A ground-breaking survey of selected Japanese POW camps during the Asia–Pacific War that will be the starting point for all future studies of this topic. - Samuel H. Yamashita, Journal of Japanese Studies

A much-needed corrective to our understanding of Japanese treatment of Allied prisoners. The book is well researched, and the author’s ability to work with Japanese-language sources makes this an extremely valuable contribution to the field of POW scholarship. Kovner’s careful consideration of the source material, her clear and fluid prose, and her critical eye provide a nuanced analysis that is long overdue. - Derek R. Mallett, Journal of Military History

This is a significant contribution to the history of the Pacific War and the continuing discourse on prisoners of war more generally…Kovner successfully blends military, social, administrative, and diplomatic history into a highly readable study. - Michael Sturma, Pacific Affairs

Kovner argues that there was nothing inherent in the Japanese character or culture that led to the inhumane treatment of POWs by Japan during the Pacific War…Makes an important contribution to our understanding of internment practices throughout the twentieth century. - Mahon Murphy, Monumenta Nipponica

Standing on impressive transnational research in government and nongovernmental archives, Kovner complicates the popular consensus that Japan’s treatment of Allied prisoners of war (POWs) during World War II was singularly cruel and a systematic effort. By meticulously tracing the steps and missteps of Japan’s management of POW camps across its vast wartime empire, Kovner adjudicates from official records that there is no evidence of any top-down directive or an inherent quality of Japanese culture that explains why prisoners suffered. Instead, Kovner cogently argues that maltreatment resulted from the absence of planning and indifference among senior Japanese officials. - Sandra H. Park, Journal of Asian Studies

Kovner reformats the complex ‘morality play’ depicted in Western history of prisoner of war suffering during World War II. Looking at the entirety of the Japanese empire at war, and focusing on the camps as locales within a cascade of battles for power, she challenges preconceptions that abuse stemmed solely from bushido ideals gone wrong or specific policies of cruelty. By comparatively investigating a vast range of experiences and geographic sites, Kovner overturns our stereotyped perceptions and challenges our understanding of POW history. - Barak Kushner, author of Men to Devils, Devils to Men: Japanese War Crimes and Chinese Justice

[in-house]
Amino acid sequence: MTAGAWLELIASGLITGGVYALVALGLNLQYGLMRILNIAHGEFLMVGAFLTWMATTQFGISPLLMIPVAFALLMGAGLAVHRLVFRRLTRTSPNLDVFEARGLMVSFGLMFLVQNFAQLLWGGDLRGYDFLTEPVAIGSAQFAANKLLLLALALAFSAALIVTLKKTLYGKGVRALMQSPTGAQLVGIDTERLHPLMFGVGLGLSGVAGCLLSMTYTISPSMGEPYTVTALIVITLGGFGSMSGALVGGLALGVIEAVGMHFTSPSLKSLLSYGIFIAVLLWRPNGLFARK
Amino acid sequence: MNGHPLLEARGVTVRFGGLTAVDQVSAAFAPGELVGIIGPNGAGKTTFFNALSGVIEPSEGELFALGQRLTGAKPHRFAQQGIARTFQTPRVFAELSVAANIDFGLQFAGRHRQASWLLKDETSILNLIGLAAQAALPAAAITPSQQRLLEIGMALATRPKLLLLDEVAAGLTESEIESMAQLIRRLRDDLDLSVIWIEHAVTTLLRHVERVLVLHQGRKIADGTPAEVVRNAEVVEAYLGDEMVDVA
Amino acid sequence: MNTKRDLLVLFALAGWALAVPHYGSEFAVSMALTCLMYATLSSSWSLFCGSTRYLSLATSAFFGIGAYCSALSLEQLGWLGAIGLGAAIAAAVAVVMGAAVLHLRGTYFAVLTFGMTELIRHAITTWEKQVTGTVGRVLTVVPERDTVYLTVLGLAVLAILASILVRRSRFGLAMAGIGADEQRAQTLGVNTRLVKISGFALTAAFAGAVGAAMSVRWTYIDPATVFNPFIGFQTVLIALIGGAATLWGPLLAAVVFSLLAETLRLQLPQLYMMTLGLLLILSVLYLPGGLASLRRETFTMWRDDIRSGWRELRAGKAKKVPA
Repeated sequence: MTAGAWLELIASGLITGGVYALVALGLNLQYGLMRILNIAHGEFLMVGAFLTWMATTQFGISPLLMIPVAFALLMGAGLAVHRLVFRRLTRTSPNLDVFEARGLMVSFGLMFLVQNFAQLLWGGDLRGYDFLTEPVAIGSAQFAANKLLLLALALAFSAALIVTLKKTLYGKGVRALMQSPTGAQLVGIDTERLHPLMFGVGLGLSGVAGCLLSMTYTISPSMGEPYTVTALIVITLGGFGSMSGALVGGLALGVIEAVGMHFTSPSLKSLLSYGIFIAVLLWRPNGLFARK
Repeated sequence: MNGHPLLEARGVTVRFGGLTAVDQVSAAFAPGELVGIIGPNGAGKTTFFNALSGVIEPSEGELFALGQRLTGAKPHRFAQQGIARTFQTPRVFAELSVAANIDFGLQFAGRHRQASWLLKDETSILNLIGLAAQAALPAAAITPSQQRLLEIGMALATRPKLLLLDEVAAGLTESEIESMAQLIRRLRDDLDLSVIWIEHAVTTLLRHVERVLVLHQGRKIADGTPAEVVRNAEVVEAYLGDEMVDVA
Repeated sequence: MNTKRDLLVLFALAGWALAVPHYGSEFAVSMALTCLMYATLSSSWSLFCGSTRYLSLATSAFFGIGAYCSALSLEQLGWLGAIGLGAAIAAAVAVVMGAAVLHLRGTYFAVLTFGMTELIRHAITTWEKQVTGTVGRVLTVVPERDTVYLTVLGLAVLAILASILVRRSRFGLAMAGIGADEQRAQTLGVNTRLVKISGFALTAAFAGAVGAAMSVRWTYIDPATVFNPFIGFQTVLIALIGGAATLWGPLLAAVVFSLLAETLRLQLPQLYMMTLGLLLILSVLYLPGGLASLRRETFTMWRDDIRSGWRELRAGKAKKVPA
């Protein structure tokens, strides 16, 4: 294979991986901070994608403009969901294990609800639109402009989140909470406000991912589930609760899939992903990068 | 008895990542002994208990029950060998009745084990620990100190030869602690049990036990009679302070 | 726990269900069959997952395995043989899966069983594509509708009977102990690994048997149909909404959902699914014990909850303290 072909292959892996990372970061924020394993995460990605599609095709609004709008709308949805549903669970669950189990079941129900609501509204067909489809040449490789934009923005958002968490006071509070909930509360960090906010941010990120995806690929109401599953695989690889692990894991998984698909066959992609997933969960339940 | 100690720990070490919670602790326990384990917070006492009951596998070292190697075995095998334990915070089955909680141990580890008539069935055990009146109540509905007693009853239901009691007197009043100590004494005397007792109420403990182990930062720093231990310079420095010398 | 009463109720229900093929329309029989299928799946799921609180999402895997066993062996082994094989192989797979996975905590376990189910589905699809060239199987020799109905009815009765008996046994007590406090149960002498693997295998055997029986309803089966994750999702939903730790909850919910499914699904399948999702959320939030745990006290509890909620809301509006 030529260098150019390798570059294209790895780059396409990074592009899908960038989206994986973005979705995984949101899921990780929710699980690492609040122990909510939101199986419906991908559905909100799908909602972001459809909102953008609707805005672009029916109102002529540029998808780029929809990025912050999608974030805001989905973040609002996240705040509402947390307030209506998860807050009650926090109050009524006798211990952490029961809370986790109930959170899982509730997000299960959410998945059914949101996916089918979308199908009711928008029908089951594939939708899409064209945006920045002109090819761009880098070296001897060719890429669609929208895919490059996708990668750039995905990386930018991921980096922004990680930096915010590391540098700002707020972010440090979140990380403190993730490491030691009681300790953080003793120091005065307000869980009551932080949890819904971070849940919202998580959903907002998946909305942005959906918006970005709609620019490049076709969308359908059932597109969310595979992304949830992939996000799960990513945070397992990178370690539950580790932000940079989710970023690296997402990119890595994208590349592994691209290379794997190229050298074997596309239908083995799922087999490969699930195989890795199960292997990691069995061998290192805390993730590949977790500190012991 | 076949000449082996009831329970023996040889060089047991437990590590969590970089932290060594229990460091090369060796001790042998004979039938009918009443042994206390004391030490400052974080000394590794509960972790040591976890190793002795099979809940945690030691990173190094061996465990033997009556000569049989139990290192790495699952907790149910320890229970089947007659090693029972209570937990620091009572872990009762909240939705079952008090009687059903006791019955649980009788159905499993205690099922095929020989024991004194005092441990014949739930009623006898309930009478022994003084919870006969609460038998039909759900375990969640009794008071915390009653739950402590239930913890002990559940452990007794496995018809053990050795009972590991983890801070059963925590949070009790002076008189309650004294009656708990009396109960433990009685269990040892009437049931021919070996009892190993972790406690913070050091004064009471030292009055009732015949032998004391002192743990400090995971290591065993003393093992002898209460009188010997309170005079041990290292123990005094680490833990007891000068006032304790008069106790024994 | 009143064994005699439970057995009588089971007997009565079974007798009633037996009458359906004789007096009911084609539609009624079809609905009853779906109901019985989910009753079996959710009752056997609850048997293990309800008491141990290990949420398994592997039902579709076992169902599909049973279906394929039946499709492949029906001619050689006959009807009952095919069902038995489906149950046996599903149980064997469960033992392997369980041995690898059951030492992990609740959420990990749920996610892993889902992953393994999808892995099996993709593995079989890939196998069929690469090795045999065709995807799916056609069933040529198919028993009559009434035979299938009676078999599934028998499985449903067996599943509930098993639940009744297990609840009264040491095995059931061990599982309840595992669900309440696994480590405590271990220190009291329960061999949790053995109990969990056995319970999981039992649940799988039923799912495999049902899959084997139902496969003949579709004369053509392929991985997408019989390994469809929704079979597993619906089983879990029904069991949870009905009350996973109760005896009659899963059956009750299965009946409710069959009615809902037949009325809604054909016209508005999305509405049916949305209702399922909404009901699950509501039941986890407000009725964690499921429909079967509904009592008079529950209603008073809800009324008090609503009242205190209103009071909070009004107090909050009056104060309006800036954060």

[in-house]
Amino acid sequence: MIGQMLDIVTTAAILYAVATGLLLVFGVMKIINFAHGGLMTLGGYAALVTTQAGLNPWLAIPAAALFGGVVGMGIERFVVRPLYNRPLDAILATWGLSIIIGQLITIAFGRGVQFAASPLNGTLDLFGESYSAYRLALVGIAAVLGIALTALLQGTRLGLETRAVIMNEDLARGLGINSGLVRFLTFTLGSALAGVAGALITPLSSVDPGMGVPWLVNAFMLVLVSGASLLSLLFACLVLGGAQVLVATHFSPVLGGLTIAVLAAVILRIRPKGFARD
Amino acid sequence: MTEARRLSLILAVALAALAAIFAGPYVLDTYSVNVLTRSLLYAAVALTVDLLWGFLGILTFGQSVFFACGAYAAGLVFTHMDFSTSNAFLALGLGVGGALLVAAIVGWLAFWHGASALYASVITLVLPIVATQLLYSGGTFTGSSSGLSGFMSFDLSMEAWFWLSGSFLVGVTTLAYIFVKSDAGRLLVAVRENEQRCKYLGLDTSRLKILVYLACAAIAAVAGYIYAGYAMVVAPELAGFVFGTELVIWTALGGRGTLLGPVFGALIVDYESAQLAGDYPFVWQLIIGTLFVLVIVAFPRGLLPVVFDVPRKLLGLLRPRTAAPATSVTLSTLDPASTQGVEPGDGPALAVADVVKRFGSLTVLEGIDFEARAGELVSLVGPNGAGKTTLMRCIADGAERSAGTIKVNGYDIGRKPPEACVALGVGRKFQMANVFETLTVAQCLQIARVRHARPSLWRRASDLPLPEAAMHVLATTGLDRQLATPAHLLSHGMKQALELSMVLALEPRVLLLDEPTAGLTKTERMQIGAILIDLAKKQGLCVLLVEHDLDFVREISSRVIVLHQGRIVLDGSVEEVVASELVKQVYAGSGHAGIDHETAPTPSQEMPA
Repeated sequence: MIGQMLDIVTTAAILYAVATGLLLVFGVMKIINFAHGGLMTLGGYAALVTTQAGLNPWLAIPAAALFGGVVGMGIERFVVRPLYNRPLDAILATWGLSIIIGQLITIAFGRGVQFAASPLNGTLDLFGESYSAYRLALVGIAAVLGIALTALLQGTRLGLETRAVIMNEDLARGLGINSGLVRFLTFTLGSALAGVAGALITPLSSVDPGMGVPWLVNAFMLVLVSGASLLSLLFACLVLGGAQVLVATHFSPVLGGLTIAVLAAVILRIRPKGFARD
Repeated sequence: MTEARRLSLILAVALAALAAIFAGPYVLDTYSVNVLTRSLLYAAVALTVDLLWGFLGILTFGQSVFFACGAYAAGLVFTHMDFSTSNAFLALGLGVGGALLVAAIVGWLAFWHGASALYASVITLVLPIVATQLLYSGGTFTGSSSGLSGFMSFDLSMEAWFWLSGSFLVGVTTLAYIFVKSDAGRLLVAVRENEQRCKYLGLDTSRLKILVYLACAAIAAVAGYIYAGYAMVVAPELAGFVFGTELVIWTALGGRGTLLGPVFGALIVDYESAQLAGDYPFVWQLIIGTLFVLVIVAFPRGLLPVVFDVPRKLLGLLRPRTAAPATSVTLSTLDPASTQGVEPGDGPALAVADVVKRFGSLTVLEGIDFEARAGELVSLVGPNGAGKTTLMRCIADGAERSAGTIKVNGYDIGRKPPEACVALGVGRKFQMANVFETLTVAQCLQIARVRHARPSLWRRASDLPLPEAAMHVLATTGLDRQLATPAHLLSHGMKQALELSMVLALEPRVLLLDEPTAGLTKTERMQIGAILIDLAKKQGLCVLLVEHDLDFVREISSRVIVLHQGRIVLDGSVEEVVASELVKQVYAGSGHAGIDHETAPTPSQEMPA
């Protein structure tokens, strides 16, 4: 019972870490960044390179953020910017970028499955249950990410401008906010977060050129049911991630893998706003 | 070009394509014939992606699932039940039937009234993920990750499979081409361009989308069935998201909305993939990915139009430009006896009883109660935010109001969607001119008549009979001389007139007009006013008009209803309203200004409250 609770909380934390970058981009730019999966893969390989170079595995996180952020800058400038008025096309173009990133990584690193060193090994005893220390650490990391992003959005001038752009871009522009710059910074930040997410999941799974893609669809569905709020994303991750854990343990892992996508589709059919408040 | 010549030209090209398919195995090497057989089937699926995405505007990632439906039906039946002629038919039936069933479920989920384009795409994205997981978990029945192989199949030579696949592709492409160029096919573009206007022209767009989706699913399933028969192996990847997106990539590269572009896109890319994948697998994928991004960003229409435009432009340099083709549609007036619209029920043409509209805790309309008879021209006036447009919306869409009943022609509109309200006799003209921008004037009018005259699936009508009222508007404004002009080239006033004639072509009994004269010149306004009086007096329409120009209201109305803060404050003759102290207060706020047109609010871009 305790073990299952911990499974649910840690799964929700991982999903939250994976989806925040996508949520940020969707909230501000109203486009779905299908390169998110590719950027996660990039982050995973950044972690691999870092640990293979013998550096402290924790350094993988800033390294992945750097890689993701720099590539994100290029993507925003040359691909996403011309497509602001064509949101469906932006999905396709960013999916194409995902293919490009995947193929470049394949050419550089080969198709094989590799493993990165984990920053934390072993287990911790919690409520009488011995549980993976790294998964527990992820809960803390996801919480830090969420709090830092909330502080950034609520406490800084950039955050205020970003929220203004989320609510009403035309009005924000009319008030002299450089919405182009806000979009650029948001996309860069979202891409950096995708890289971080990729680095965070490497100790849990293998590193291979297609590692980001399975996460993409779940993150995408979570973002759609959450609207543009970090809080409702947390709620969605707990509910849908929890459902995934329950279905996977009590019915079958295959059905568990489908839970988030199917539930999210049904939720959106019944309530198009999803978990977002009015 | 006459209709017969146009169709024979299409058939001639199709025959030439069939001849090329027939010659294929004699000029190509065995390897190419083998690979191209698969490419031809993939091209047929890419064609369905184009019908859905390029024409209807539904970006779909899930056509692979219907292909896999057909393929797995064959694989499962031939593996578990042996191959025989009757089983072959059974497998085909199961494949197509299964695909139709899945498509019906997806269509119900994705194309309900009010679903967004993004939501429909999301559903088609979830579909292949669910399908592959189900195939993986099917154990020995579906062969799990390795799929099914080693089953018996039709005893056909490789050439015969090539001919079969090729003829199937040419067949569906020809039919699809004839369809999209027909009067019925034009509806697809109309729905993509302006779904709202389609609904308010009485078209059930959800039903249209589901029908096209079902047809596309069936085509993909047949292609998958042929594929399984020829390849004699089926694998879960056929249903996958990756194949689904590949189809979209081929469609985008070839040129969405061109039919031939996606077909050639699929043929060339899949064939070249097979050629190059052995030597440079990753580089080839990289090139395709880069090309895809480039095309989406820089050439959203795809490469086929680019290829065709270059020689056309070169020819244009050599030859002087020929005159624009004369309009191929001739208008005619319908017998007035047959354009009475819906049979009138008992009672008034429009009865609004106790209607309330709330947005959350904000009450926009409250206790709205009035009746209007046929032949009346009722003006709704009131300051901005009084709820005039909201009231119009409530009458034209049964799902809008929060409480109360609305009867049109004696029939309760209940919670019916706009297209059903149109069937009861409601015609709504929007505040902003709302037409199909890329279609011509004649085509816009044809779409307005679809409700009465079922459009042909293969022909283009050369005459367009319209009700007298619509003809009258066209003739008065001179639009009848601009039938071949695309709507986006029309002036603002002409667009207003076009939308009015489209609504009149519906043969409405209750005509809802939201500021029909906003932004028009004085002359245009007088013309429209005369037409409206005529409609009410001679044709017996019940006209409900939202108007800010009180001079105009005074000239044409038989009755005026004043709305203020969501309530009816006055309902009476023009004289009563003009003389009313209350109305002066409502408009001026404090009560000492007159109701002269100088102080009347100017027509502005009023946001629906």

In a major work of original scholarship, Kovner reveals that who lived and who died often resulted not from policy but incompetence—poor training, lack of planning, disregard for anything but military priorities. With impressive daring, she situates camp lives within the larger context of occupation policies, diplomacy, and international law, and describes the multiethnic world of hundreds of thousands of POWs, civilian internees including women and children, and guards in the Philippines, Singapore, Japan, and Korea. Prisoners of the Empire is a signal critical accomplishment. - Sabine Frühstück, author of Playing War: Children and the Paradoxes of Modern Militarism in Japan

In this ambitious study, Kovner moves beyond threadbare tropes of bushido and surrender-as-shameful to persuasively argue that Japanese treatment of POWs during World War II varied greatly across time and space—and cannot be fully understood without the broader context of Japanese diplomacy with the West, propaganda and strategic considerations, and the breakdown of discipline and logistics as Japan’s empire collapsed. Elegantly written and compulsively readable, this accessible narrative history will be of great interest to scholars and general readers alike. - Nick Kapur, author of Japan at the Crossroads: Conflict and Compromise after Anpo